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I use ASP.NET with a informix database.

I use a set of written classes to handle the connections, the CRUD operations, transactions, etc....

Now, I feel these classes are not the best choice, less performance,take a lot of time and have many drawbacks.


I want to use an ORM, but I don't know how to choose the one which suits my web applications (ASP.NET, Informix).

Please help to select the convenient ORM.

I'm confused among nHibernate, Entity Framework, LINQ To SQL, and the Open Access (Telerik Component).

Note: I will use Visual Studio 2012 so I want the recent comparison.

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6  
.NET ORMs: stackoverflow.com/questions/1377236/… –  Michael Maddox Jan 28 '12 at 10:27

6 Answers 6

up vote 5 down vote accepted
+50

Have you thought about using Fluent NHibernate? There's a wealth of articles on the web for it, and plenty on SO!! Here's one such article : converting to Fluent NHibernate sessionmanager.

EDIT :

Been thinking about your situation and I'll tell you how I usually think. Firstly, I'll think about exactly what it is I want my Gateway layer to do (this is the layer I use to talk to the persistance medium). Now, most will say, I want it to talk to the database or I want to insert and update stuff. But recently, I have found this isn't enough! Halfway through coding a gateway layer with these questions in mind, I suddenly realised that I wanted to do something ever so slightly different, and boom, I couldn't do it using NHibernate very easily. So, I made a few concessions and went with Linq-ToSql as it supported what was a higher priority requirement over some of the niceties of NHibernate.

Now, the reason for my tale is this : NHibernate provides some great little features like Result Transformation. I can have a view on my Db with masses of joined tables, giving an aliase for each field and with a lovely result transformer, bang, it's instantly transformed into my DTO. Now, don't get me wrong, Linq-To-Sql has a similar thing with the auto-generated classes. But I don't want these visible outside of the gateway layer (another conversation). Equally, Linq-To-Sql handles transactions with ease - something I thought NHibernate didn't do so well!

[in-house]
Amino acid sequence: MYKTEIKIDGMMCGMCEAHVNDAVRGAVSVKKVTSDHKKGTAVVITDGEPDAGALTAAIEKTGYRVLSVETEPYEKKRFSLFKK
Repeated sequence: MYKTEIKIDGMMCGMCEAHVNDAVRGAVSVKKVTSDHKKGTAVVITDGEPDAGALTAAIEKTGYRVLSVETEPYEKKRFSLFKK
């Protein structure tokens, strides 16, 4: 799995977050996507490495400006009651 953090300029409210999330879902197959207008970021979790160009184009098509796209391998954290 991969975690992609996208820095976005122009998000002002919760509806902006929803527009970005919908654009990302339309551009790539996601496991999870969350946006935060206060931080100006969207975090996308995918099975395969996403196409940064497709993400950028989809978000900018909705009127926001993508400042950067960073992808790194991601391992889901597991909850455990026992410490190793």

So, it all boils down to : what are my EXACT requirements within my gateway/repository layer and what technologies are compatible with my persistance medium?! And now, I can think about what technology I want to use.

I realise I may not have answered your question per se, but I hope it has given you something to think about!

Happy coding, Cheers,
Chris.

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To bad that Nhibernate query syntax is so complicated (is it only me?) that after working over a year on project that was using it I still had problems with it. Documentation for Hibernate and Fluent is almost non helpful at all. Lucky that we have now google and sites like SO. There are few query syntaxes. So in big project you can always find something funny (with big team it's not really helpfull). With such convoluted queries it is not hard to write n+1 query, which pass test on small data list but will fail miserably on production. No easy way to check sql string from code, better to use –  n.podbielski Nov 13 '12 at 11:32
    
SQL profiller which itself is not such user friendly tool. Fluent NH has also drawbacks. For starters I has long start time since it is compiled to hbml anyway. So in big DB this could be a problem. Etc etc. For me bigest drawback is no support for LINQ (or montly not working). Why omit native query language syntax and add NH specific? You have to learn yet another one. I admit that NH is highly configurable and feature rich but I still look ahead for another and better. Maybe LightSwitch? –  n.podbielski Nov 13 '12 at 12:30

I'd really suggest Entity Framework, as it is the native framework of .NET. Here it is stated that an Informix provider is available for EF.

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EF is great (easy to use, has a lot of db providers, out of the box or on free projects here and there, has a perfectly working LINQ provider) but also lacks obvious things, like events, logging, caching or bulk inserts/updates. Also, code-first is very new, I hadn't have the chance to test it with it. –  Evren Kuzucuoglu Jan 31 '12 at 16:50

http://www.ibm.com/developerworks/data/library/techarticle/dm-0903linqentity/

The link above will provide you with links to download the informix provider, as well as take you through a step by step process of using the informix provider in conjunction with Entity Framework.

More about Entity Framework http://msdn.microsoft.com/en-us/library/aa697427(v=vs.80).aspx

Simply put, once you have this set up you will be able to create classes that map to your informix data structures and perform queries using linq. EF is quite a powerful and useful tool, I recommend it.

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My vote is with Fluent NHibernate - you get the configurability and cross-platform usage of Hibernate but you get to obviate the necessity of using massive XML configuration files. Entity Framework is good, but I don't like tools which rely too much on IDE/Designer support.

Happy coding,

Mel

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I'd recommend Fluent NHibernate. Personally I see it used in more companies than any other ORM framework.

I've used Entity Framework, both design-first, which has serious lock-in drawbacks, and code-first, which is okay.

I posted an answer on Code Review when someone was asking an almost identical question.

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